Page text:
A long, detailed and fascinating insight into the Saddam dictatorship in Iraq has just been published in Foreign Affairs magazine. The swift decapitation of his brutal regime gave historians an unusual chance to get primary materials and records and testimony to explore what was going on in his deranged mind as the invasion happened - and much else. The report was commissioned by the U.S. Joint Forces Command. It rests on thousands of interviews and hundreds of pages of documents. It's an important counter-weight to "Cobra II." There's much in it that's revelatory. Among the more important points, it seems to me, are a) Saddam really was hoping that Russia and France would prevent his toppling, because of their business interests; b) he lived in a world of denial and terror where the existence of WMD stockpiles was firmly believed within his own government; c) he created the Saddam Fedayeen, the al Quds Army, and the Baath Party militia to control Kurdish and Shiite unrest, and only later deflected them into the insurgency that is still raging.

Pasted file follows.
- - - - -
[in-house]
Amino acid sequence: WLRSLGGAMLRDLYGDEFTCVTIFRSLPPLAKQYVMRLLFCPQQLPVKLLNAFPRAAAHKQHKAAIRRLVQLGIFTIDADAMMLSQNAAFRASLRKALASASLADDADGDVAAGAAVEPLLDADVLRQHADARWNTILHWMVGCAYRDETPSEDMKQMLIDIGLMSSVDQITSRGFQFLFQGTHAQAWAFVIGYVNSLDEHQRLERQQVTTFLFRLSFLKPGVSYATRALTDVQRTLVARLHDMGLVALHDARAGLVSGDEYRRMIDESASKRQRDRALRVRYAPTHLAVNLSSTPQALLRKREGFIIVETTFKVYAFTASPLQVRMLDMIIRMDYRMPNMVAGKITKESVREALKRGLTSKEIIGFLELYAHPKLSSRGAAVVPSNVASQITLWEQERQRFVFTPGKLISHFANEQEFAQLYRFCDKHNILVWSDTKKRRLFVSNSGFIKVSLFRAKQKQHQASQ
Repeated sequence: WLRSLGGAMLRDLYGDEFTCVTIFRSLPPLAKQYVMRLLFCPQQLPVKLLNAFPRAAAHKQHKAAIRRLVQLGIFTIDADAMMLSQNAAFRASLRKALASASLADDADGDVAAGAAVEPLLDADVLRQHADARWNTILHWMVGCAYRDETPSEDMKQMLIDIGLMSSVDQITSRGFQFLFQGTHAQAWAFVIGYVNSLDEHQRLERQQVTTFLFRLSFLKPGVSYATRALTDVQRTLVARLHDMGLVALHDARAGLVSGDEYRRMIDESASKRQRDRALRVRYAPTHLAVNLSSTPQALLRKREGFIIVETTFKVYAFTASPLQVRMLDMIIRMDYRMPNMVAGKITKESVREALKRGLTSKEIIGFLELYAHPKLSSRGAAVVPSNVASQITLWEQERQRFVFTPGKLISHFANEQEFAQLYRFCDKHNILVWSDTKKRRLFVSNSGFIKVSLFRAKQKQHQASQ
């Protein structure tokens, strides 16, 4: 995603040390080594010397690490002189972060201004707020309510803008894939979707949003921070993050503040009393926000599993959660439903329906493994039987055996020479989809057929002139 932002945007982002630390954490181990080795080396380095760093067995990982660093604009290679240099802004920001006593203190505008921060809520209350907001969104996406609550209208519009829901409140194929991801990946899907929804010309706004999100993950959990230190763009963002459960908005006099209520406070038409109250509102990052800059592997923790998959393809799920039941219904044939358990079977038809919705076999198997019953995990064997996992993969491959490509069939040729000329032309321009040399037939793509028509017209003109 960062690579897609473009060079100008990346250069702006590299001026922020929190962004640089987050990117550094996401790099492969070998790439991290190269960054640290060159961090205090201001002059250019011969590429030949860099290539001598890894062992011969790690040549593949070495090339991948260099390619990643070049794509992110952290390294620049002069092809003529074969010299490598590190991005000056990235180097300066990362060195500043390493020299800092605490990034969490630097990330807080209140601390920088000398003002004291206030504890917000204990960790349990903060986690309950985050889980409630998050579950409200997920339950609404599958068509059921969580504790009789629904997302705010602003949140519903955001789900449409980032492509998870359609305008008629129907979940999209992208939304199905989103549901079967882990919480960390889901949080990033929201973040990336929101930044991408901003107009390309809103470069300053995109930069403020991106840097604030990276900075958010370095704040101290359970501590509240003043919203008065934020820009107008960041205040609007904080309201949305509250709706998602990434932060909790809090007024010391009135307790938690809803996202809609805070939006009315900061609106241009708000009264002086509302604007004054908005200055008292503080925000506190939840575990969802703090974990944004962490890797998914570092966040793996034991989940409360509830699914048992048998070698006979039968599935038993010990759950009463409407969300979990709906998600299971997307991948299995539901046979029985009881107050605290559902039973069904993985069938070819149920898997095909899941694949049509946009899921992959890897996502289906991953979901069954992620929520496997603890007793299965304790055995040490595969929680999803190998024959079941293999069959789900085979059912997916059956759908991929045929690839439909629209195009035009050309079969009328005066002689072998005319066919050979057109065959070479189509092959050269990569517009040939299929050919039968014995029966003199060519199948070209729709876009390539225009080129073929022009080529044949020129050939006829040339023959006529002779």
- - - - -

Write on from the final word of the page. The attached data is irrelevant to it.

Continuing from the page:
But for me, the most important fact is the following:
The Saddam Fedayeen also took part in the regime's domestic terrorism operations and planned for attacks throughout Europe and the Middle East. In a document dated May 1999, Saddam's older son, Uday, ordered preparations for 'special operations, assassinations, and bombings, for the centers and traitor symbols in London, Iran and the self-ruled areas [Kurdistan].' Preparations for 'Blessed July,' a regime-directed wave of 'martyrdom' operations against targets in the West, were well under way at the time of the coalition invasion.
It was only a matter of time before Iraq deployed Islamist terror against the West. Those who sincerely marched against war in London in 2002 and 2003 were unwittingly marching to keep in power a regime planning to bomb and terrrorize them.
(Photo: James Nachtwey for Time.)